Ashland, Oregon, selects The Freshwater Trust for new restoration partnershipSeptember 24, 2018
ASHLAND, OREGON – September 24, 2018 – The Freshwater Trust (TFT) signed an agreement with the City of Ashland, Oregon, to restore at least 24 acres of streamside vegetation in efforts to keep the water cool for native fish in southern Oregon’s Rogue River basin.
This contract is the second TFT-led water quality trading program in the Rogue. In 2012, TFT partnered with the City of Medford to implement a nationally recognized trading program.
To ensure warm water discharged by Medford’s wastewater treatment plant won’t harm native fish when water levels are low and air temperature is high, TFT planted dozens of acres of native vegetation on the Rogue River and its tributaries. The shade created by these restoration projects keeps the water from heating up in the sun and keeps the city in compliance with the Clean Water Act (CWA). Ashland’s program will be similar.
Under the CWA, any point source, such as a wastewater treatment plant, that discharges to a waterway must operate within the bounds of a permit intended to protect the quality of the receiving water. In the case of temperature, limits are meant to ensure discharges do not harm salmon and steelhead.
Ashland anticipated the need to implement multiple projects that create shade benefits for compliance with its CWA permit. In advance of receiving an updated permit, the City decided to start building out its trading program and hopes to implement sites proactively so as to maximize benefits for its community and the watershed.
“TFT will use the knowledge and expertise gained through the years of working with Medford and other municipalities in the region to build something similarly successful and robust for the City of Ashland,” said Alex Johnson, Freshwater Fund director with TFT. “All of these initiatives we’re working on, whether with utilities, government agencies or local businesses, are beginning to build upon one another. They all drive toward the same thing: a healthier Rogue.”
The Ashland trading program will be approximately a quarter the size of Medford’s and located in the Bear Creek watershed. In addition to the trading program, the City anticipates implementing several other measures to reduce its impact, including installing wetlands.
Municipalities typically evaluate options like cooling towers and holding ponds to cool the treated water before sending it back into a river and remain in compliance with the CWA. Recognizing how much money was being spent evaluating technology options that only treated the symptom but did not restore watersheds, TFT was one of the first to propose planting trees as an alternative way to meet permit limits.
“Cities have limited options to reduce the temperature of treated wastewater,” said Johnson. “By restoring trees next to streams where they once existed, we’re able to offer a reliable solution that addresses the biggest source of heat in Northwestern rivers, which is direct exposure to the sun.”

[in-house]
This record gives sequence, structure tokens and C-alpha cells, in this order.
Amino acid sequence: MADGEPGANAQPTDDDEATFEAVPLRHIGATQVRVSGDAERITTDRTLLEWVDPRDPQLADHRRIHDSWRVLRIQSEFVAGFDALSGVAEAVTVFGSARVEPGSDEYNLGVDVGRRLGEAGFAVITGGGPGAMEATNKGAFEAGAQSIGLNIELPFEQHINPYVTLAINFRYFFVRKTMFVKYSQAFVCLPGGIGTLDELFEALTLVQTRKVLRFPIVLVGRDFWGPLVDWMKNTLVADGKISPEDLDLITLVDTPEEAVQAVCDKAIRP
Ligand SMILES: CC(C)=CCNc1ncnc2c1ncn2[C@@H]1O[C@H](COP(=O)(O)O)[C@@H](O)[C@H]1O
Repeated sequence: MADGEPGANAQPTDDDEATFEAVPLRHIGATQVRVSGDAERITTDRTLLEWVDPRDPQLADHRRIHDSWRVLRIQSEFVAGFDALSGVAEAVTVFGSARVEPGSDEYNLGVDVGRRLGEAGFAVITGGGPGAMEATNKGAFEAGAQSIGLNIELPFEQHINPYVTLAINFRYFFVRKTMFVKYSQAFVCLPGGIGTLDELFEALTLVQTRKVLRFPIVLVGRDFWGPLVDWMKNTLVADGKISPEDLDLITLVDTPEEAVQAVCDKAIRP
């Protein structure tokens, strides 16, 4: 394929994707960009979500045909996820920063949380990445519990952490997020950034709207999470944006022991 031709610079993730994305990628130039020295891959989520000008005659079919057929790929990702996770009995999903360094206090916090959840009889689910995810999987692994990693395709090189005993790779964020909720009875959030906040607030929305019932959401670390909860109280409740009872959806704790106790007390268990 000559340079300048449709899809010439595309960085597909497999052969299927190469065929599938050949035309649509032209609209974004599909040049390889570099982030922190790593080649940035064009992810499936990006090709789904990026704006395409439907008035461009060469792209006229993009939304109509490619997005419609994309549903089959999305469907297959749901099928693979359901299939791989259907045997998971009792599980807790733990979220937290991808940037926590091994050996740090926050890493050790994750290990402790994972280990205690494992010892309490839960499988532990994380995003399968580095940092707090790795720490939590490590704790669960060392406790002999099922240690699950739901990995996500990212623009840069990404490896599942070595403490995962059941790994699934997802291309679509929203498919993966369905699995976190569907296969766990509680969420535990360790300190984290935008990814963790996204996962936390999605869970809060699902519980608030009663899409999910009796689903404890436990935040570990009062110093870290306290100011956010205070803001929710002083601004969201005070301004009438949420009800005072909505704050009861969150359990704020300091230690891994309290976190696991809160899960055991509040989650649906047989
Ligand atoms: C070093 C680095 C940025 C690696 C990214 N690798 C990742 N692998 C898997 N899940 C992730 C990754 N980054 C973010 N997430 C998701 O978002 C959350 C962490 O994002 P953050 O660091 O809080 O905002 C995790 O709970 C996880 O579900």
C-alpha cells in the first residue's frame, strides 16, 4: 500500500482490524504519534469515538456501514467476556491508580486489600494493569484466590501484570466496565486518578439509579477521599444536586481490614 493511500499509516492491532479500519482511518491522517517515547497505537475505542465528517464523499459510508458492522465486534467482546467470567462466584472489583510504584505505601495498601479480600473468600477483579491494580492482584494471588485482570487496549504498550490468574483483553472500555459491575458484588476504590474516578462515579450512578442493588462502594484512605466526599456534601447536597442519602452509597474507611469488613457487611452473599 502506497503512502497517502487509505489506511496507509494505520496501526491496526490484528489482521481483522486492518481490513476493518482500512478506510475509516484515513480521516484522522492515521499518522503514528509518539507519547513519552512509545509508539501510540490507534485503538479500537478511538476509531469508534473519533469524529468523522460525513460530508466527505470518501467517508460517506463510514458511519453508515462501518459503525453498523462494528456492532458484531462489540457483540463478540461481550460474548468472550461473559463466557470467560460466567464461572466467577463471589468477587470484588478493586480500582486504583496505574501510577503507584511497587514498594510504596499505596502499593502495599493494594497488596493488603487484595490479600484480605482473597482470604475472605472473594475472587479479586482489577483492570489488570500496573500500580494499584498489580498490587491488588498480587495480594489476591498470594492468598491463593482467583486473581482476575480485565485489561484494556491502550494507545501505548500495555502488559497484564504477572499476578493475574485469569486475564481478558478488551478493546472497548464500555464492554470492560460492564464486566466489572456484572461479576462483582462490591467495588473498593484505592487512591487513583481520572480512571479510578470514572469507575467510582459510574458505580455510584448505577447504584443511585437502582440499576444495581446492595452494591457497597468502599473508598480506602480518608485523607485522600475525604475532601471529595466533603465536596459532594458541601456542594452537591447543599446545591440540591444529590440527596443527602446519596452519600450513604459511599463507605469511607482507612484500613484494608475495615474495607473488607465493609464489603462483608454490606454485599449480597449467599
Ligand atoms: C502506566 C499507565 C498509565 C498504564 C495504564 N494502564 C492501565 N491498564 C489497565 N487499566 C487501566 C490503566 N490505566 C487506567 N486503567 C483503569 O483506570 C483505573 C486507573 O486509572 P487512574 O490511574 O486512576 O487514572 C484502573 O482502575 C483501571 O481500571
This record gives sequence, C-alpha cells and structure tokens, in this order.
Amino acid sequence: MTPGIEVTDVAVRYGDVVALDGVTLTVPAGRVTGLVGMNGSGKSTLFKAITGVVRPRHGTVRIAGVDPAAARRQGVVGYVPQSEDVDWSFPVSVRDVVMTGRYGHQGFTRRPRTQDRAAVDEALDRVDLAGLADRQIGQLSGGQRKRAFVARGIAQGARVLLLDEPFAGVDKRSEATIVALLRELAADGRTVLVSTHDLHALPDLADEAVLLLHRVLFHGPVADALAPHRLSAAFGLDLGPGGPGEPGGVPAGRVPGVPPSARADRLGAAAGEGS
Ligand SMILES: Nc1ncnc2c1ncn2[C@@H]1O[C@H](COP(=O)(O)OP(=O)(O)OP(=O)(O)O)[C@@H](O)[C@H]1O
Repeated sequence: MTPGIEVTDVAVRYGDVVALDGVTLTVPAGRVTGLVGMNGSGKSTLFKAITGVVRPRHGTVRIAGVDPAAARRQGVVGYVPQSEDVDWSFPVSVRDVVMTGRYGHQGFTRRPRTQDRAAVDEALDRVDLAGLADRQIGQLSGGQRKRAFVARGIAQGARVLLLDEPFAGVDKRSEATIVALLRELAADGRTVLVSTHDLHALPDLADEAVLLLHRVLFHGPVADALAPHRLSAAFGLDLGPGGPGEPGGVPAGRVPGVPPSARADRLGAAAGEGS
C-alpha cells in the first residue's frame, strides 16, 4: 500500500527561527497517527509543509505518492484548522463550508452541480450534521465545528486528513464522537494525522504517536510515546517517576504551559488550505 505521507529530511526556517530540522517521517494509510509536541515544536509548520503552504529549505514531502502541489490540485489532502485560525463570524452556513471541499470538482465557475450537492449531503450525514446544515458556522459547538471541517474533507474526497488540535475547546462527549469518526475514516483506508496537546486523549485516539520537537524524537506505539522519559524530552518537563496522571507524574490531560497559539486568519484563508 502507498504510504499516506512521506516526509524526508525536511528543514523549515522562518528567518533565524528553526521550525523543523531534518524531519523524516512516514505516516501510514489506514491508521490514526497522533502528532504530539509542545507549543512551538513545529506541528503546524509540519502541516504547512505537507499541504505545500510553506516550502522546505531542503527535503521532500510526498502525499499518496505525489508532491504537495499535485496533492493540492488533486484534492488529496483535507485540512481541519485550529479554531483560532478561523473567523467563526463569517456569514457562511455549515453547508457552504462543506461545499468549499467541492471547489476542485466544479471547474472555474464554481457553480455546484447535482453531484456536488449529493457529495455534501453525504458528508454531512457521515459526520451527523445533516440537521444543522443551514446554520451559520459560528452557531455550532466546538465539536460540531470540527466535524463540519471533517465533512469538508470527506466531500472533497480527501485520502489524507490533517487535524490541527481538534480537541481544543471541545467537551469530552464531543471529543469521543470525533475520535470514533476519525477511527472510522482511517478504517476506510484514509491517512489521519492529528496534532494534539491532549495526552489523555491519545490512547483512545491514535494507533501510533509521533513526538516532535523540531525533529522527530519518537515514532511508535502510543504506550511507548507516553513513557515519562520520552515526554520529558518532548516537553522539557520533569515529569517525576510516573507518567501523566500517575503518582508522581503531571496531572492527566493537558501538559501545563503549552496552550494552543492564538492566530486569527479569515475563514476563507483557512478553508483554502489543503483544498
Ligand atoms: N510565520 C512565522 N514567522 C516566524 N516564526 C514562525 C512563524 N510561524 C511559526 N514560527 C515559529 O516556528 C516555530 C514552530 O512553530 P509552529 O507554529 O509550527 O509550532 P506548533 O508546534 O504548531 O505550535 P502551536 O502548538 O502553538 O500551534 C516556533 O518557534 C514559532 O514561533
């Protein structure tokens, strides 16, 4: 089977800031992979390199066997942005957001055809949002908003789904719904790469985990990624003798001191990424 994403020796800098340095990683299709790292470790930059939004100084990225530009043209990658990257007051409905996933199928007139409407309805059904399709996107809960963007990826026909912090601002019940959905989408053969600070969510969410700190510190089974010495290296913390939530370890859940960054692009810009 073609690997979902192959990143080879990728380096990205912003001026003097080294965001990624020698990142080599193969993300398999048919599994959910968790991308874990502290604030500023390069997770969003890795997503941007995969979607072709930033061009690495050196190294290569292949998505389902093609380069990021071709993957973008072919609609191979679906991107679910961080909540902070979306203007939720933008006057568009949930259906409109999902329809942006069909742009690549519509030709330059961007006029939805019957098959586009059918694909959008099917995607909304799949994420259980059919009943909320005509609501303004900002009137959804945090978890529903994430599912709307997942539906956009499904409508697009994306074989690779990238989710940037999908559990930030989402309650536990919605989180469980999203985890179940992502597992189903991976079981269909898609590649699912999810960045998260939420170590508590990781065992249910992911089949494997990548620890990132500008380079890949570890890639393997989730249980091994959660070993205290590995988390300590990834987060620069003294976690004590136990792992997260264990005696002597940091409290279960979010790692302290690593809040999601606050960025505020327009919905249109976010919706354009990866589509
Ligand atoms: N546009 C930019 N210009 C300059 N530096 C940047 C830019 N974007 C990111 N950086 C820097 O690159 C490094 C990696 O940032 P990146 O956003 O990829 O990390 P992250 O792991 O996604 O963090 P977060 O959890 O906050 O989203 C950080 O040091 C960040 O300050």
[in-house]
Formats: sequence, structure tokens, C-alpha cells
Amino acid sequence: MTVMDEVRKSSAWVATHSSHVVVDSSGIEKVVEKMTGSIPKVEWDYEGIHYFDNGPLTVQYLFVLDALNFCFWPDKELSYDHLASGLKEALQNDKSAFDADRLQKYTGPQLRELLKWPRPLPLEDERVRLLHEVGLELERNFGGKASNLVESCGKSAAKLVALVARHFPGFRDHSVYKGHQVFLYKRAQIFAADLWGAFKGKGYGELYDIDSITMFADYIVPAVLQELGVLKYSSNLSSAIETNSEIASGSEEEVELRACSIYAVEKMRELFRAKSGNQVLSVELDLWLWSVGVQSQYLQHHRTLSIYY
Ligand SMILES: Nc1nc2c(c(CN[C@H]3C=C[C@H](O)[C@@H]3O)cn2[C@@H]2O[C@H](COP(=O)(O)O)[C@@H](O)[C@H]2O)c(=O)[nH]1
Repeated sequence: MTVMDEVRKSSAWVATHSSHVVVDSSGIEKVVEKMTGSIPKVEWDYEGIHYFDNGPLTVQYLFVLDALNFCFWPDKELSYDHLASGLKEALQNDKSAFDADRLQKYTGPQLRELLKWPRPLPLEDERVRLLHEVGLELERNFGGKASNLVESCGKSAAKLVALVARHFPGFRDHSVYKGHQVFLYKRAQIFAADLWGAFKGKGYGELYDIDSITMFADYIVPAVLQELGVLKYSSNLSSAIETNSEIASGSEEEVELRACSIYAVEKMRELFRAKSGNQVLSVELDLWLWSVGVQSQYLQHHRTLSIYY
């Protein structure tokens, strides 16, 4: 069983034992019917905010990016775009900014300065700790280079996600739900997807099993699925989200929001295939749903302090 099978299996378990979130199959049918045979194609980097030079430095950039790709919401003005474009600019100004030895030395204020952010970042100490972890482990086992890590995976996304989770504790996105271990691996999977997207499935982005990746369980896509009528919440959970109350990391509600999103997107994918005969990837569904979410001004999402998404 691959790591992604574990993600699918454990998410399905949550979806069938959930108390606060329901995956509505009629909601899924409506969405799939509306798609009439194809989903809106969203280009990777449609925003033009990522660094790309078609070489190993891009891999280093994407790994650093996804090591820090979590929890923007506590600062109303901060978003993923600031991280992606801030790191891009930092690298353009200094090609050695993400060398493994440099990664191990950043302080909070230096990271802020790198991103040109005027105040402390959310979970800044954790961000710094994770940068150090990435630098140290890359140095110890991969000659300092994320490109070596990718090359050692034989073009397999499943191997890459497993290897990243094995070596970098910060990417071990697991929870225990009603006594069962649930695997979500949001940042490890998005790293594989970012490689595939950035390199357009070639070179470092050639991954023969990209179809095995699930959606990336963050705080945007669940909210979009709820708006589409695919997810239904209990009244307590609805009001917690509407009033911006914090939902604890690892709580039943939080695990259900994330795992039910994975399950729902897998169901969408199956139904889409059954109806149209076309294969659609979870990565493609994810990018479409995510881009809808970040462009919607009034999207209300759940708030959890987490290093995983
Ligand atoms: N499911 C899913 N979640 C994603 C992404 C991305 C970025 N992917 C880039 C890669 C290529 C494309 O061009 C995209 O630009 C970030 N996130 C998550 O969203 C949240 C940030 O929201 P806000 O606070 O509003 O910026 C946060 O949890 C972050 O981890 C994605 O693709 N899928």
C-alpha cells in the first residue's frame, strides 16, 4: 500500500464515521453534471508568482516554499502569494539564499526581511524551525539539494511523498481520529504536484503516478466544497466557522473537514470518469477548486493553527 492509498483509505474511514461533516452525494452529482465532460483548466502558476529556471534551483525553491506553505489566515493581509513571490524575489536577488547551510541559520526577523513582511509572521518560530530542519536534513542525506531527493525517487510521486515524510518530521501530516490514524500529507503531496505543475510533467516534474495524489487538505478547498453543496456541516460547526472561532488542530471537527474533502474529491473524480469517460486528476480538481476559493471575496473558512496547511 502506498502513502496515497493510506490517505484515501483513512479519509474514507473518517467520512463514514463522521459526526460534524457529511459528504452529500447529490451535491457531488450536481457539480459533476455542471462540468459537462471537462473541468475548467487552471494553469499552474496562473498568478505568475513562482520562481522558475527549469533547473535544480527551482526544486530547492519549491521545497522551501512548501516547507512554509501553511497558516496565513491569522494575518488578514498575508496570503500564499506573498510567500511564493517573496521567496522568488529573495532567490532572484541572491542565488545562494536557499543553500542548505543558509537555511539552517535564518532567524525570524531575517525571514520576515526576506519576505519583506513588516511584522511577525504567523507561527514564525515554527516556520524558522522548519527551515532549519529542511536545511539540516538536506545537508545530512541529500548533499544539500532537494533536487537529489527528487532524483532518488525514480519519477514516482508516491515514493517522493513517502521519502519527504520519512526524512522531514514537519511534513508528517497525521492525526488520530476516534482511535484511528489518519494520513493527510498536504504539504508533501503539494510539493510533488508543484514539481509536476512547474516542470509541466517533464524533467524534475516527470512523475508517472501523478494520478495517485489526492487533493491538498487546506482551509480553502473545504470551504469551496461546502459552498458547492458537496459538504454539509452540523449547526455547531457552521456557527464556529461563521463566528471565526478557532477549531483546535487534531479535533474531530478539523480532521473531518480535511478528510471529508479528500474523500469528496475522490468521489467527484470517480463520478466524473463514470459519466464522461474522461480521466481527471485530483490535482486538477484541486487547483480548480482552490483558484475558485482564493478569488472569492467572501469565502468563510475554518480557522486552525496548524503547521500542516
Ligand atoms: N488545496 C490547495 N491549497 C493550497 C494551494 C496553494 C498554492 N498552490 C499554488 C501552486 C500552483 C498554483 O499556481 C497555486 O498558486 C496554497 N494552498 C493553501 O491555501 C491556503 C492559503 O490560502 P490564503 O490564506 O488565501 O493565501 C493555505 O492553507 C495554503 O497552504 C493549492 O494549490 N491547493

To date, the Medford program has prevented 457 million kilocalories per day of solar load – an amount equivalent to shading 100 Olympic swimming pools. Once the program is complete, TFT will have planted enough trees to prevent 600 million kilocalories per day of solar load from entering the Rogue River basin.
The streamside plantings also have greater environmental benefits than other solutions proposed.
“These trees will filter nutrients, provide more habitat for fish and wildlife, and sequester carbon – all of which are outcomes you wouldn’t get with other options,” said Johnson. “This choice demonstrates Ashland’s true commitment to managing their natural resources in a holistic fashion.”
Ashland is the third municipality in Oregon to participate in a water quality trading program. Others include the City of Medford and Clean Water Services, serving urban Washington County.
“The City of Ashland is excited to start this project, one of four interconnected pieces toward meeting temperature reduction requirements for Ashland’s Wastewater Treatment Plant,” said Paula Brown, public works director for the City of Ashland. “This riparian planting project will help develop shading and other aquatic improvements in the Bear Creek watershed.”
Before plants are placed in the ground, TFT will use publicly available data to identify the parcels of land on both city-owned and private property that have the greatest restoration potential. This design phase will take three to six months. With information in hand, staff in Ashland will then recruit partner landowners. Ashland and TFT then hope to start implementing projects so that Bear Creek, the fish, and residents will get to experience these benefits as soon as possible.
“I’m thrilled that the city my family and I call home has chosen the restoration path less traveled,” said Eugene Wier, Ashland resident and project manager with TFT. “It’s one I’ve already witnessed make a huge difference for the Rogue over the past six years. Their leadership will likely inspire others to do the same.”
TFT also currently has contracts with the Oregon Department of Transportation, the Oregon Watershed Enhancement Board, the Bureau of Reclamation, the Bureau of Land Management, the U.S. Fish & Wildlife Service, and U.S. Forest Service for restoration work throughout the basin.
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